November 30, 2021
In this post, we’ll walk through our journey of launching Cribl Stream Cloud on AWS Graviton instances. In order to put our journey into perspective, it is worth spending a few moments to describe the product and its resource requirements.
Cribl Stream is our first product to be launched as a cloud service. Stream is a streams-processing engine specifically designed for observability data (logs, metrics, and traces). Stream allows you to implement an observability pipeline, helping you parse, restructure, and enrich telemetry data in flight – ensuring that you get the right data where you want, in the formats you need. It natively supports receiving data from, and sending it to, over 50 sources and destinations, including Amazon S3, Amazon Kinesis Data Firehose, Syslog, Elastic Cloud, Splunk, New Relic, etc.
From day one, we had two key architecture design requirements for Stream: a) resiliency and b) resource efficiency. Customers depend on data successfully passing through Stream to gain operational visibility into their systems and applications, making resiliency an obvious requirement. According to the IDC, observability data is one of the fastest-growing (25+% CAGR) data sources in the enterprise, and the systems used to collect, process, and store that type of data can have a tremendous infrastructure footprint. A resource-efficient solution allows customers to minimize their infrastructure costs.
As a streams-processing engine, Stream is primarily CPU- and secondarily network-bound. The vast majority of the CPU cycles are spent deserializing received data, processing it, and ultimately serializing it out to one or more destinations.
When designing our Stream Cloud offering, our resource-efficiency key requirement needed to be updated. In a cloud environment, resource efficiency is not sufficient. A solution also needs to be cost-efficient, including: choosing the right architecture, proper sizing, and designing for elasticity.
With cost in mind, we started researching and profiling Stream on different AWS instance types, including Intel (c5, m5zn), AMD (c5a) and AWS Graviton2 (c6g) instances. Our findings indicated that under high load, on-demand AWS Graviton2 (c6g) instances would provide 45%, 24%, and 217% better price performance when compared to c5, c5a, and m5zn instances, respectively. (Note: m5zn instances were included in the test primarily because of their high clock frequency.)
The savings above, when combined with the 15–20% savings on completely idle instances, were great incentives for us to ensure that Stream ran natively and optimally on ARM64. To that end, we had to make two changes:
Stream is built on and shipped with the NodeJS runtime. In order for it to run on AWS Graviton2 instances, we had to make sure to compile NodeJS for ARM64, and update our packaging scripts. That took us around 1 man-week, with most of that time spent troubleshooting build pipelines that failed after running for 1+hr…the joys of release engineering 🙂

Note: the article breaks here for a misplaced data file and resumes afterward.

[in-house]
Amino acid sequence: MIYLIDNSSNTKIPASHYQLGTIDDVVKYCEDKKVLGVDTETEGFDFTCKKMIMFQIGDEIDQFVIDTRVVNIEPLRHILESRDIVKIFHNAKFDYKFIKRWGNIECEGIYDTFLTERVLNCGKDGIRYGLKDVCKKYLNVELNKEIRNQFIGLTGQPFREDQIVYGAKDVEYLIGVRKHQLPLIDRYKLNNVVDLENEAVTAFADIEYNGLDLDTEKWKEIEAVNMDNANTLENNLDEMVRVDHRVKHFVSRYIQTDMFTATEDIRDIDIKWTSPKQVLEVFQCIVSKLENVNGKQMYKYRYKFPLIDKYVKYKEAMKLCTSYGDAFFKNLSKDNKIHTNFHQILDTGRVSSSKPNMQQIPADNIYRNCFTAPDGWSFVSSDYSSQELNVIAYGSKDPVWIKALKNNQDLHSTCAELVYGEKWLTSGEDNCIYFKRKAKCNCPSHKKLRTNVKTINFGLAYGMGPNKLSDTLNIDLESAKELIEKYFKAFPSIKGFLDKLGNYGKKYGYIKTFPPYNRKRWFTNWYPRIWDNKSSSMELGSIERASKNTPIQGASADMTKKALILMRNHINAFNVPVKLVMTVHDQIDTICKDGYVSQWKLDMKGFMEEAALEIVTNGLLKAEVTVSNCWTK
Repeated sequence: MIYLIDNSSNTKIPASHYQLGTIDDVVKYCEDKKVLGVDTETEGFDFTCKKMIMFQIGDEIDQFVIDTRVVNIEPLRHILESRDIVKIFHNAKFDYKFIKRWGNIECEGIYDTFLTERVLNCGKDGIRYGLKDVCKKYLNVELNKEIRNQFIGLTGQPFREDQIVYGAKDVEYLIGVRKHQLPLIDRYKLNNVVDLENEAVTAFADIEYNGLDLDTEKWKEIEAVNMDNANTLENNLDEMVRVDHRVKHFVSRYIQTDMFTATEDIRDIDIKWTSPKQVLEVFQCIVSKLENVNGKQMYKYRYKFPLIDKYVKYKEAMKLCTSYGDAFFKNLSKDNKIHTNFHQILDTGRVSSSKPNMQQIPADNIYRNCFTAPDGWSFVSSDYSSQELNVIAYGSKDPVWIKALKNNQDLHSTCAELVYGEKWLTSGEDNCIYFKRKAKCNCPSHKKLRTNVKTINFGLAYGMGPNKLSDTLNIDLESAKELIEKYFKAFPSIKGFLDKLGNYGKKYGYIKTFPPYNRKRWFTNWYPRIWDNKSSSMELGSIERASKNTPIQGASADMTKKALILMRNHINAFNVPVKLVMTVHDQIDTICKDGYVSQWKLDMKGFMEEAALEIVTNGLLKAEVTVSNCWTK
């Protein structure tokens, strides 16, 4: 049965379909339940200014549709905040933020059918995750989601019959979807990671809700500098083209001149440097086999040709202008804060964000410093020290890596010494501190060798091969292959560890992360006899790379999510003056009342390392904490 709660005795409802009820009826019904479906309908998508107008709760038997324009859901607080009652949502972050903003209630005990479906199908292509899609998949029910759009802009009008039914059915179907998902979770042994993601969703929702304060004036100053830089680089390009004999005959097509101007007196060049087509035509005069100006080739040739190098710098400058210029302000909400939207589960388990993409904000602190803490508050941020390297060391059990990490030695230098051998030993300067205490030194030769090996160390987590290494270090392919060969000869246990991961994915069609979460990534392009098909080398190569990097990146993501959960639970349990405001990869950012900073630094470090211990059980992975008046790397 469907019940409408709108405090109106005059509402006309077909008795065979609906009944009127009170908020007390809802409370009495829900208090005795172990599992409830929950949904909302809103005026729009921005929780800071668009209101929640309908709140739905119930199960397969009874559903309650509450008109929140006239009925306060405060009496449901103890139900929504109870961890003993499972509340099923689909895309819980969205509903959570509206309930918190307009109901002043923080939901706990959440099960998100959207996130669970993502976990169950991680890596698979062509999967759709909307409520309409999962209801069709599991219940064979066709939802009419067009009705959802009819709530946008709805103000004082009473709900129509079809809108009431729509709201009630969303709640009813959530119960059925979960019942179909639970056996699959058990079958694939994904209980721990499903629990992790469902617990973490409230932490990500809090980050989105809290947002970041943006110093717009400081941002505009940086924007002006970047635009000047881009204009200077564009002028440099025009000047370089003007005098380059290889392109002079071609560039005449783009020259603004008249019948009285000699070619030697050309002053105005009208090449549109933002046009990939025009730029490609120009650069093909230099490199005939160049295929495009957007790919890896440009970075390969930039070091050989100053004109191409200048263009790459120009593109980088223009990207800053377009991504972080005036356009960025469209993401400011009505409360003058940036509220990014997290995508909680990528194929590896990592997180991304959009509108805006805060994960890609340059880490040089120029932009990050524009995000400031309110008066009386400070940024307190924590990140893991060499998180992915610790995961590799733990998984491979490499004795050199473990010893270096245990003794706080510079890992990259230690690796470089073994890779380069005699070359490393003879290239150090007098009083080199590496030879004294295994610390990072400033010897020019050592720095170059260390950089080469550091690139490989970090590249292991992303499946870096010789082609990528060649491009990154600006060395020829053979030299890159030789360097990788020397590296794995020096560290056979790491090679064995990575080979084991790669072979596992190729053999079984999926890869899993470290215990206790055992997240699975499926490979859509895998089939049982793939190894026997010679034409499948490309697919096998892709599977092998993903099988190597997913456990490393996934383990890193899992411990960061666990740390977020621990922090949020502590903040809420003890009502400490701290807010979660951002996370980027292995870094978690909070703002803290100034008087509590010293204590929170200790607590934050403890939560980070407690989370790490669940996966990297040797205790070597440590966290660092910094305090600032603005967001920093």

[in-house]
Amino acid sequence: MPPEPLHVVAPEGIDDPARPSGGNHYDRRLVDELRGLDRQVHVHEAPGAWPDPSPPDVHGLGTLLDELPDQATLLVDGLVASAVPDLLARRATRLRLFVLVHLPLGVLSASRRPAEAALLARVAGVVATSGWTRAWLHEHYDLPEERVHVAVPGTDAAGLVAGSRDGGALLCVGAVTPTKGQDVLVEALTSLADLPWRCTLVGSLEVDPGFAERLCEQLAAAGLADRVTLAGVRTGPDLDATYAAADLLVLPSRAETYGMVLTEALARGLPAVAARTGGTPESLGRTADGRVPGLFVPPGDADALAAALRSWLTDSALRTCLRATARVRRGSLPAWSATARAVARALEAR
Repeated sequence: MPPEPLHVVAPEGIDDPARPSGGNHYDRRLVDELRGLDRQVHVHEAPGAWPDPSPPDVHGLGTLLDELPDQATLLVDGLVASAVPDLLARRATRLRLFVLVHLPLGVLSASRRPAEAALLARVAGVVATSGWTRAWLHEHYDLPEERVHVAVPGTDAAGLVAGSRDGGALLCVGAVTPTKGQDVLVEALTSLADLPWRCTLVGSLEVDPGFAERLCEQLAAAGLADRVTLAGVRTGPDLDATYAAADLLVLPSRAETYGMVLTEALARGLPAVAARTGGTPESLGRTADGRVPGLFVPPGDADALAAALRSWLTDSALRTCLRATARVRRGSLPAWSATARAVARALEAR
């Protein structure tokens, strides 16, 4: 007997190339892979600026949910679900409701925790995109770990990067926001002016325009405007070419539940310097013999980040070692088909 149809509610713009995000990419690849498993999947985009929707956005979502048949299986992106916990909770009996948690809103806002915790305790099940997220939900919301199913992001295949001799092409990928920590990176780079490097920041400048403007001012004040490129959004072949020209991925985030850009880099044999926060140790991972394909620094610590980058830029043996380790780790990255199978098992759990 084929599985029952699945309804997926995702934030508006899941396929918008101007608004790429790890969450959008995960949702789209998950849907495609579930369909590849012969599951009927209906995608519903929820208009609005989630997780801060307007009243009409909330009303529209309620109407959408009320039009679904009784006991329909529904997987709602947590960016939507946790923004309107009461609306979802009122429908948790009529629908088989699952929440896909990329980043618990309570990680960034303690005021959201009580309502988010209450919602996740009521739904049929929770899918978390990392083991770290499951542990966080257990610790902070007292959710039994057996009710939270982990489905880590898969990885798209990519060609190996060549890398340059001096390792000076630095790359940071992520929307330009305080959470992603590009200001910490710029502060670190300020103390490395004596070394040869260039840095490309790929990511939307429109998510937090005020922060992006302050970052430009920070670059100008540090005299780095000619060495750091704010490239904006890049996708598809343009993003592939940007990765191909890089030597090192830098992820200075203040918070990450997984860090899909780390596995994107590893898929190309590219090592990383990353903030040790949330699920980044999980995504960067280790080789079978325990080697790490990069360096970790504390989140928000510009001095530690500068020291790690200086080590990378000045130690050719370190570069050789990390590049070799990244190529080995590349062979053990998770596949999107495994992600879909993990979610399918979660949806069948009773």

A key difference between AWS Graviton2 instances and their x64 counterparts is that on AWS Graviton2 a vCPU is a physical core, while on x64 a vCPU is mapped to a hyperthread. When deciding the scale-up factor, Stream detects the number of vCPUs and, by default, spawns max(N-2,1) worker processes – with the heuristic here being to reserve some resources for the OS.
However, on instances with lower numbers of vCPUs, this heuristic would leave more resources unutilized on AWS Graviton2 instances. Changing this heuristic was the only change we had to make to the Stream codebase to improve AWS Graviton2 support.
Having launched and operated our service for a few months, we now have instance utilization data to make a better decision on how to better optimize costs. Our analysis showed a workload profile that would benefit from burstable performance instances. These instances provide a lower price point for a dedicated baseline performance with the ability to burst, at a premium. To understand the performance characteristics of these instances we ran the “All Cores” test from above on t4g.medium and t3/a.medium, in unlimited mode. We found that t4g.medium instances have the same performance as their c6g.large, indicating that they’re powered by equivalent/same underlying hardware. However, the performance of the t3/a.medium instances is not comparable to that of the c5/a.large instances – likely attributed to the difference in CPU families used. The results are summarized in the chart below.
The above analysis drove our decision to switch to using burstable performance instances, a decision which reduced our infrastructure spend by ~20% (over the compute optimized instances).
Most recently, Cribl has announced that we’ve achieved the AWS Graviton Ready designation, part of the AWS Service Ready Program. This designation recognizes that Cribl has demonstrated a successful integration with AWS Graviton and adherence to AWS best practices, along with demonstrated customer success. We estimate that our decision to launch on AWS Graviton2 will reduce our overall infrastructure costs by ~10%, which we’ll pass on to our customers.
The fastest way to get started with Cribl Stream is to sign-up at Cribl.Cloud. You can process up to 1 TB of throughput per day at no cost. Sign-up and start using Stream within a few minutes.